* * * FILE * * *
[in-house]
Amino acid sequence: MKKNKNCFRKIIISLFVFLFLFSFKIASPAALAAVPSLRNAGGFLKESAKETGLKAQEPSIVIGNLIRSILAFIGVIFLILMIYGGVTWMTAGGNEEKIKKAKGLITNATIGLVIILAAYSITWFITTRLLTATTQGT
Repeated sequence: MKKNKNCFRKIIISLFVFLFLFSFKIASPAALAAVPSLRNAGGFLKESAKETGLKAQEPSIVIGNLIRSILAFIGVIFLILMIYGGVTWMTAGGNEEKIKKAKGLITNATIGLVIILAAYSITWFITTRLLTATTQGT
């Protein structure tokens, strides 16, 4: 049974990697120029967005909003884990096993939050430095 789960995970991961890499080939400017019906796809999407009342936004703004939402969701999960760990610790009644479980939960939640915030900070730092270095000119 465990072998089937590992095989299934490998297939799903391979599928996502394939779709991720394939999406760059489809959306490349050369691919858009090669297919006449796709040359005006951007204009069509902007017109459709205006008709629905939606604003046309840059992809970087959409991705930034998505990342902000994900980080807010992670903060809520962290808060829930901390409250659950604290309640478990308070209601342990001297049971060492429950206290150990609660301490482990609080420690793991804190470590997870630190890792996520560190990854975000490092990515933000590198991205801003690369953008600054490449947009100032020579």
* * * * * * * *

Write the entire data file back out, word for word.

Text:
[in-house]
Amino acid sequence: MKKNKNCFRKIIISLFVFLFLFSFKIASPAALAAVPSLRNAGGFLKESAKETGLKAQEPSIVIGNLIRSILAFIGVIFLILMIYGGVTWMTAGGNEEKIKKAKGLITNATIGLVIILAAYSITWFITTRLLTATTQGT
Repeated sequence: MKKNKNCFRKIIISLFVFLFLFSFKIASPAALAAVPSLRNAGGFLKESAKETGLKAQEPSIVIGNLIRSILAFIGVIFLILMIYGGVTWMTAGGNEEKIKKAKGLITNATIGLVIILAAYSITWFITTRLLTATTQGT
């Protein structure tokens, strides 16, 4: 049974990697120029967005909003884990096993939050430095 789960995970991961890499080939400017019906796809999407009342936004703004939402969701999960760990610790009644479980939960939640915030900070730092270095000119 465990072998089937590992095989299934490998297939799903391979599928996502394939779709991720394939999406760059489809959306490349050369691919858009090669297919006449796709040359005006951007204009069509902007017109459709205006008709629905939606604003046309840059992809970087959409991705930034998505990342902000994900980080807010992670903060809520962290808060829930901390409250659950604290309640478990308070209601342990001297049971060492429950206290150990609660301490482990609080420690793991804190470590997870630190890792996520560190990854975000490092990515933000590198991205801003690369953008600054490449947009100032020579």